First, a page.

In October of that school year was when things went dark. Therapy started almost immediately. The school principal told me that things would get better - he wasn't the only little boy she had seen with these issues - which I needed to hear so badly. That June, as usually was our custom, we went to the shore right after school was out. The kids had gone down to the water while I was "setting up the beach head". All of a sudden I heard laughter. I turned and realized that my son was jumping over the little waves at the waterfront, laughing every time he jumped. What a sound that was. Laughter and abandonment had not been part of our story the last year. It was then I knew that no matter how long it took, no matter how hard we had to work, things were going to get better. We would get through this.

So, while his classmates walk tonight, he has gotten a group of meaningful folks together and we will go to his favorite restaurant (a Japanese hibachi place) for dinner and return home for cake.

I will be as proud as any mother can be.



Well-Known Member
I am crying happy tears all over my computer right now. You have just given many people on here hope for the future.
I bet you were about to pop buttons last night.

unc tarheel

New Member
Thank you for this post!!! There light at the end of the tunnel. I believe we are where you were at the beginning. You are describing our difficult child almost perfectly- he will be in the second grade in the fall. Would it possible (littledudesmom) if I could as you some questions? Such as how you get through the rages at school??

Sent using ConductDisorders mobile app


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How wonderful! We are experiencing some of the challenges with my grandson that you faced when your son was younger. Reading your post makes me feel so hopeful! As Dr. Seuss said: "Oh the place you'll go!" Way to go Mom, family, school, supporting community.


Active Member
Happy tears are flowing for you!! As said above, you have given me hope during a very dark time. I will share with husband later.
Congratulations to your family!


Well-Known Member
Congratulations difficult child - way to go!! My difficult child graduated Friday night and it was amazing to me - it took a village to get him there - much the way it sounds for you LDM. Yeah Little Dude!

Wiped Out

Well-Known Member
Staff member
Congrats to Little Dude!!! Sharon, this gave me goosebumps reading it! I am so happy for both of you!


Well-Known Member
It was a lovely evening, even bonehead made a heart-warming speech!

Any questions are welcomed via this post or pm.

When I first arrived here, it was a very scary time. Doing the research was depressing as I learned about all the comorbid conditions and predictions of a dismal future (homelessness, jail, joblessness, hospitalization, etc.). But coming here was a lifeline. That's the whole point behind this board. Extending our hands and hearts to other so they know they are not alone and there is hope.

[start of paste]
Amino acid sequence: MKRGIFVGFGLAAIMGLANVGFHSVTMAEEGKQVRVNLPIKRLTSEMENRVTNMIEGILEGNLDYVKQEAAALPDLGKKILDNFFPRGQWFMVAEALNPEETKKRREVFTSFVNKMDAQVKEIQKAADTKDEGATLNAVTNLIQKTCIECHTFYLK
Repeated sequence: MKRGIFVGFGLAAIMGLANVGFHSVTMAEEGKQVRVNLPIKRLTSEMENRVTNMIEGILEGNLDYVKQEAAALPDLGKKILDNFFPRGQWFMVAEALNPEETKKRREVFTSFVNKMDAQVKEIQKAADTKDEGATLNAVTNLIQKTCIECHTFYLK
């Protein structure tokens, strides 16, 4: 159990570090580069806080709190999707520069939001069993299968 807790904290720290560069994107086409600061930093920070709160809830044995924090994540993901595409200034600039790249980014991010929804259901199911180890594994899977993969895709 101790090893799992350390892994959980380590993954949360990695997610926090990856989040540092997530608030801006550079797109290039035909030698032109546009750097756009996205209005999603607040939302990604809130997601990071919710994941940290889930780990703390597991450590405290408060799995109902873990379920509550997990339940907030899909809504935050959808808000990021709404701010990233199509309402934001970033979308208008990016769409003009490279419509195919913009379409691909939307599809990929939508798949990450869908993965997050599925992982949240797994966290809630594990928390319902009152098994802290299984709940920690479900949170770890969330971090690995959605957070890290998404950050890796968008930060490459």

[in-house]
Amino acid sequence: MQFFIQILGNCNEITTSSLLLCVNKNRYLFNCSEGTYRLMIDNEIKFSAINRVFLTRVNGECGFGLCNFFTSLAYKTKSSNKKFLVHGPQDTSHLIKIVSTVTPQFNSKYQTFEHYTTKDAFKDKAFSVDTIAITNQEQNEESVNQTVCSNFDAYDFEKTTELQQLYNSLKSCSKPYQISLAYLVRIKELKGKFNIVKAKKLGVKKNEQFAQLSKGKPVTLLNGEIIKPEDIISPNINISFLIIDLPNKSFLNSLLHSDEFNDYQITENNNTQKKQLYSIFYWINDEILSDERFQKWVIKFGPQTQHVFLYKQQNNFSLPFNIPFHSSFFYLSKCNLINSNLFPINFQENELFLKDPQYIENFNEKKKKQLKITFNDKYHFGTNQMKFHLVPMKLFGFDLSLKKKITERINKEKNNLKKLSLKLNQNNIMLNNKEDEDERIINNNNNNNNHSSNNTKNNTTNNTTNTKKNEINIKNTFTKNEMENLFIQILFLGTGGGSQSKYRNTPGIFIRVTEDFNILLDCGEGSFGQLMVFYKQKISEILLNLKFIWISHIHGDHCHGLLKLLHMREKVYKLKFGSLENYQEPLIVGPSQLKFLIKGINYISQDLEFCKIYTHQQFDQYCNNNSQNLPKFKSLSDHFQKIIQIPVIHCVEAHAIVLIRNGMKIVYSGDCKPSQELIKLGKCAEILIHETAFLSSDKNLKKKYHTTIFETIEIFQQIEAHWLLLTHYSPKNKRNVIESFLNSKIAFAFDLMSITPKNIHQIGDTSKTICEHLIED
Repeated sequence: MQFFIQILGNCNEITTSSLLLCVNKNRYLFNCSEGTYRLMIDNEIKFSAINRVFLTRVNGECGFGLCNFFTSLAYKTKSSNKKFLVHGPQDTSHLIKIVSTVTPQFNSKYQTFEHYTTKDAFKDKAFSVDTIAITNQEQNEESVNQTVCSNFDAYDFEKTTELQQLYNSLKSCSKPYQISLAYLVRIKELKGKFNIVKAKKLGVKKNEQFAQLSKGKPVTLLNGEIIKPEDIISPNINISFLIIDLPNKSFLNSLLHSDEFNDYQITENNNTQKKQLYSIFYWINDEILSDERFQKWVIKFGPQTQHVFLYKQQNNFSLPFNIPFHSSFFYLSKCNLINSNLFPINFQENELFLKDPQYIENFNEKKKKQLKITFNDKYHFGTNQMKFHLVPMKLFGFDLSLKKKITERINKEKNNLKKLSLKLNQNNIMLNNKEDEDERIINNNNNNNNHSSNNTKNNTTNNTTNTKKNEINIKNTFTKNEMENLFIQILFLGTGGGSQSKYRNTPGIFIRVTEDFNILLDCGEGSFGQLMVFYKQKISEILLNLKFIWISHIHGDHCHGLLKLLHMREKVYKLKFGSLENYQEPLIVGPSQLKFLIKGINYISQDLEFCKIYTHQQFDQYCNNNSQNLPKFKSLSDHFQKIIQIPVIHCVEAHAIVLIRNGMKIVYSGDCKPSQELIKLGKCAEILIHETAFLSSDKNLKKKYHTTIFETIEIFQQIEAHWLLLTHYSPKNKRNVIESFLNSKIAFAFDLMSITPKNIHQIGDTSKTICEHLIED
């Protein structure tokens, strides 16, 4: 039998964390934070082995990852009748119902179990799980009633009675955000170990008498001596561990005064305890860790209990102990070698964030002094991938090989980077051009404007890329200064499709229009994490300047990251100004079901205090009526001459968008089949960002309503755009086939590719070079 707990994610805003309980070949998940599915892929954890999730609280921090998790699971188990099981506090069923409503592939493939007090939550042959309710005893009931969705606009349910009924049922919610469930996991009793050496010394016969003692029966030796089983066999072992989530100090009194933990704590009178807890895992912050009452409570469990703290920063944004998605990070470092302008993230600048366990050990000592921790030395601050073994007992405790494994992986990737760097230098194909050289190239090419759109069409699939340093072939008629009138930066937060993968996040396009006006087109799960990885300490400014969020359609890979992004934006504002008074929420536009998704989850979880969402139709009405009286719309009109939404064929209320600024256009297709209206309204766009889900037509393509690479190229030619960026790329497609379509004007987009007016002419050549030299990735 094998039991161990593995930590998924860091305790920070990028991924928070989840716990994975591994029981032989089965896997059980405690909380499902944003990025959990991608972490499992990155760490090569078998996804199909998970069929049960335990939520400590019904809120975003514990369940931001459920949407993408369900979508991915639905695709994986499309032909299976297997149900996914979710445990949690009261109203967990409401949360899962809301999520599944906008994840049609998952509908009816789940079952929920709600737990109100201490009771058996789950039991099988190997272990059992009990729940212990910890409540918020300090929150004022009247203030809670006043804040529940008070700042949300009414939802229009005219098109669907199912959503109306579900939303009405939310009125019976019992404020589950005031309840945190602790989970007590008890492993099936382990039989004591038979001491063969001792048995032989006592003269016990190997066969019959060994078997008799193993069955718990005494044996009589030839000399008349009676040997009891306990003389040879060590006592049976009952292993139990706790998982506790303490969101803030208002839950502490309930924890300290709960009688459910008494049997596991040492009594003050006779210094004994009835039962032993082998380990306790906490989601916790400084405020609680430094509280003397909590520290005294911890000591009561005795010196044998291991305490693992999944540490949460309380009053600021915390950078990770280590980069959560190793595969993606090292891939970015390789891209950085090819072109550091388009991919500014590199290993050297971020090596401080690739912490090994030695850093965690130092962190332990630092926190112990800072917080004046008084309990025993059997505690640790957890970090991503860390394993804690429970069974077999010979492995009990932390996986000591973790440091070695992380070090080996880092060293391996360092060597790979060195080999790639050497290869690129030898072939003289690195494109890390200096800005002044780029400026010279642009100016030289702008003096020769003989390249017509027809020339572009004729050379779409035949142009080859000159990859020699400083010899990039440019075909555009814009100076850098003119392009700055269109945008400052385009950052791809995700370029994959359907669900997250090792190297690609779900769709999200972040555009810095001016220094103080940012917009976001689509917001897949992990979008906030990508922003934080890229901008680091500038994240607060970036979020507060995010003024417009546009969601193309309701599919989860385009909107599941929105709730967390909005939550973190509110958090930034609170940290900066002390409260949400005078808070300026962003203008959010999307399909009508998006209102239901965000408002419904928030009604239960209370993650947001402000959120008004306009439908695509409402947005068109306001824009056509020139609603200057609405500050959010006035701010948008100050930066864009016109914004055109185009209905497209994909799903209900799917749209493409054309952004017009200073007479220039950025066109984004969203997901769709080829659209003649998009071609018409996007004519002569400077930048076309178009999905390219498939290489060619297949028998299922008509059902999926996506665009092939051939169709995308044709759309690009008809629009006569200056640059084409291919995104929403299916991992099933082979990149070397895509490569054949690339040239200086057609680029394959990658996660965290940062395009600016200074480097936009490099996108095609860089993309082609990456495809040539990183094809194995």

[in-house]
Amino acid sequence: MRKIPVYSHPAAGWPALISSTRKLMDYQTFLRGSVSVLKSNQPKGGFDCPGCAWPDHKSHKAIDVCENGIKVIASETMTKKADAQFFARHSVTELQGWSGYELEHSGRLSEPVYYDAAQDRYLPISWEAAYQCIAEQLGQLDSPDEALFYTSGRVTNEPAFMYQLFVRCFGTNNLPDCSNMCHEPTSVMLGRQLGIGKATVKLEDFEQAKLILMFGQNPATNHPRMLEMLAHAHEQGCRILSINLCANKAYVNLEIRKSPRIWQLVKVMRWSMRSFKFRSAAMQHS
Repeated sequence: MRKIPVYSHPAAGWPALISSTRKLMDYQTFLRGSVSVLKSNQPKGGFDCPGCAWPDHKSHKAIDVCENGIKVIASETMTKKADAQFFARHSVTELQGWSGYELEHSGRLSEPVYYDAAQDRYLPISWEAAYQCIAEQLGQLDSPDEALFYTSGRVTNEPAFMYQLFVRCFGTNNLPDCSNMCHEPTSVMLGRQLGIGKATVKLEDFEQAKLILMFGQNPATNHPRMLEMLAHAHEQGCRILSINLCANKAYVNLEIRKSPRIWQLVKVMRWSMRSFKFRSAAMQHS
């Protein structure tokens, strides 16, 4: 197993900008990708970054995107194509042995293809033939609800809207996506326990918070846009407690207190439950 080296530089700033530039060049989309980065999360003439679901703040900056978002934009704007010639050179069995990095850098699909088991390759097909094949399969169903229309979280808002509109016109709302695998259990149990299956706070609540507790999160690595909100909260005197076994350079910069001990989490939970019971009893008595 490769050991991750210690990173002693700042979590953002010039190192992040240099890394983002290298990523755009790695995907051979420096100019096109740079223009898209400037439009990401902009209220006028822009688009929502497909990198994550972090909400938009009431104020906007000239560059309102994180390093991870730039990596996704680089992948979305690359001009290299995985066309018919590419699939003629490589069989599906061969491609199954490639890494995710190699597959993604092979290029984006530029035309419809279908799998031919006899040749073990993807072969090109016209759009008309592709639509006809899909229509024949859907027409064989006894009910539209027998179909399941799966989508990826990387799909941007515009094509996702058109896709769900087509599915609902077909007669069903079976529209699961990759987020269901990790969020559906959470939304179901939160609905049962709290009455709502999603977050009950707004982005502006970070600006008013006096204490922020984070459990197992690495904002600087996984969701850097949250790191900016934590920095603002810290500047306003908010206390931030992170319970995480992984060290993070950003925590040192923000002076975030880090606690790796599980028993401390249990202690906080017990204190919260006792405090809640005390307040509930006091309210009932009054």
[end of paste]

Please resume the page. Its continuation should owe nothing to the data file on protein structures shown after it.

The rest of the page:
It was the point of my post (ok, part of me was a proud momma!).

It's not easy, but nothing worth having ever is.



Active Member
Glad you indulged in your proud Momma moment!! I'm fairly new to the board, so I don't know your whole story, but I'm going to! I'm going back to pull up what I can from the archives. You mentioned a total turnaround in parenting, which I know we need to to. I would like to learn more about this.


Well-Known Member
Oh Sharon, I am so incredibly proud of him! Please tell him that for me okay?

As an old timer I do remember everything and I could not be happier for him and you. You have both done so well.

Tell him I am crossing my fingers he picks the
Oh, if he ever wants to go up and see Quantico and see the helicopters that fly the President around just let me know. Im sure Jamie can take him on the grand tour.


Well-Known Member
Thanks Janet. I will give him your words.

Thanks for the offer to see Quantico. I was thinking about taking him up to the museum (I'm sure you've seen it from the highway on your way to see Jamie) one Friday this summer since we are both off on Fridays. He has been talking to the Marine recruiter and the Air Force recruiter and has learned that the Marines have more "air power" than the air force.....


Active Member
I have not been around in forever, too many obligations, but I do remember you and your difficult child. I am happy for you, and grateful for your positive message.


Well-Known Member
:cheerful::eagerness::laugh::D:congratulatory:I am SO PROUD, Sharon! Congratulations to you both. So exciting. What a journey it has been.
I hope that all the newbies see this thread and know that there is hope.
You are a brave example.
{{Happy Hugs}}